“I’ve also got a new Epiphone out at the moment,” he says. “It’s getting some fabulous, fabulous reviews. I’m really pleased with it. I haven’t used it on stage yet because it still needs a bit of ne-tuning. By the time we left England, I didn’t have time to get anybody to work on it. But I’m using the JayDees and Gibsons.”

Iommi’s SGs feature his signature Gibson humbuckers, high-powered units which combine Alnico II and Ceramic magnets for a focused-yet-gritty tone.

“We worked on those quite a long time ago,” Iommi says. “It did take quite a bit of time to get them right. I stayed in Nashville for a couple of weeks, going in to the factory every day and working with the guys on them. They’d wind one and I’d try it, say ‘no, no,’ try another one and so on. Then I’d go on the road and test them.”

Iommi has been a longtime Laney amplifier user, with a current signature model.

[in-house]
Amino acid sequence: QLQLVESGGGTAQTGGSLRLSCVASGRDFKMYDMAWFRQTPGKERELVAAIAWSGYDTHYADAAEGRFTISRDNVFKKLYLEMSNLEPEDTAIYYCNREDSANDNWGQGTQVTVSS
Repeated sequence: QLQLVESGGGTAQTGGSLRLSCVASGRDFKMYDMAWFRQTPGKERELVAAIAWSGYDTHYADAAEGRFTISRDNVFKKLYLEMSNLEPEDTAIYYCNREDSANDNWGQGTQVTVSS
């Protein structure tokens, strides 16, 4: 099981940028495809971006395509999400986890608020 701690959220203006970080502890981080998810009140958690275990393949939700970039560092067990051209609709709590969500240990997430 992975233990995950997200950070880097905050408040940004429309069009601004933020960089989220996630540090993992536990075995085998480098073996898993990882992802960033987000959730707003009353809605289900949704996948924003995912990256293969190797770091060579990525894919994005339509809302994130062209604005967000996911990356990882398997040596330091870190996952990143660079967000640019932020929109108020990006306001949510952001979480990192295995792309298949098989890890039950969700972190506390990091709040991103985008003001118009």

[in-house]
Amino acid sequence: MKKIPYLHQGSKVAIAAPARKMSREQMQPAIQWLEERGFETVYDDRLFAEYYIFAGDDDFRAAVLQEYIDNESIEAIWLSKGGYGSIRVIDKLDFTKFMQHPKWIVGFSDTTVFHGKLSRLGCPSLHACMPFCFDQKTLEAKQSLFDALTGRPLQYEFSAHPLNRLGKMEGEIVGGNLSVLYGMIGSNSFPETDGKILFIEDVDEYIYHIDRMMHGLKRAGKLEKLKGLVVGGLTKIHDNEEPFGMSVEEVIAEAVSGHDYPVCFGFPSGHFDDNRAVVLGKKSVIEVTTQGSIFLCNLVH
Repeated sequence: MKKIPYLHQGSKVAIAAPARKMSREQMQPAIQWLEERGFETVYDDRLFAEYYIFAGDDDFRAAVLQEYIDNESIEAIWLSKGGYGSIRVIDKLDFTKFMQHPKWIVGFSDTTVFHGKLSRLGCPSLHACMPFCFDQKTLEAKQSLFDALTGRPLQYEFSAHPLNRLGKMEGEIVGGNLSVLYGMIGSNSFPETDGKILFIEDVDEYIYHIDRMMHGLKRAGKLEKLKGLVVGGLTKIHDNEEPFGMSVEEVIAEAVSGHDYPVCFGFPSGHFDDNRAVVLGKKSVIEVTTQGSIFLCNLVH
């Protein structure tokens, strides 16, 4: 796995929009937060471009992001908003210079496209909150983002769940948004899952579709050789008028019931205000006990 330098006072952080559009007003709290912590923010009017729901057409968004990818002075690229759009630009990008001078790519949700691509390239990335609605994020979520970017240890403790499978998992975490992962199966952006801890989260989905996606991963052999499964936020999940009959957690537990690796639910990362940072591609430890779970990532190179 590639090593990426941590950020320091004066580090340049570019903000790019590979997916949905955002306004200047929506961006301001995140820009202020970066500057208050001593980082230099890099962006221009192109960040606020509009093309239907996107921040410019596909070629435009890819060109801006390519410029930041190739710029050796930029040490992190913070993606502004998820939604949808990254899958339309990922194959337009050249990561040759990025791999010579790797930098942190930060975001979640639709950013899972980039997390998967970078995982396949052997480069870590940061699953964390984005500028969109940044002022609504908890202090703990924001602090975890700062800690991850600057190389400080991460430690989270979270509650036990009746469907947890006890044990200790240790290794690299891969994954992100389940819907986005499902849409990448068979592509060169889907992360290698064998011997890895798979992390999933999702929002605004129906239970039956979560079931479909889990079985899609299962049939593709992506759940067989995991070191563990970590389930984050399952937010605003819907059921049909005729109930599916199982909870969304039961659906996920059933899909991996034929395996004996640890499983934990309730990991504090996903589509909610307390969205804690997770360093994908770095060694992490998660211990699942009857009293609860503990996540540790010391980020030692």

“They started roughly the same time we did, really, so we started off with Laney, and built them up. I’ve gone away from Laney and come back, gone away again and come back… at one point Laney stopped doing tube amps and started doing transistor stuff and that’s when I stopped. And then eventually Lyndon Laney came to me and said ‘I’d love to build some tube amps again.’ So we started doing them. I’ve got a set on the road with me now of ‘new old amps’, if you know what I mean. I’ve got an original Laney, which was very difficult to get a hold of, and we’ve rebuilt the thing – I had a guy do it – and then Laney copied them from the original design. At that point nobody at Laney had seen them because they were too young! So it was exciting for them. I’ve got them on the road at the moment and I’m testing them. It’s right back to basics, the regular amp, no preamps and nothing like that, just the straight amp like I used to have it in the early days, and then I use a little treble booster like I did in the early days, to drive the input.”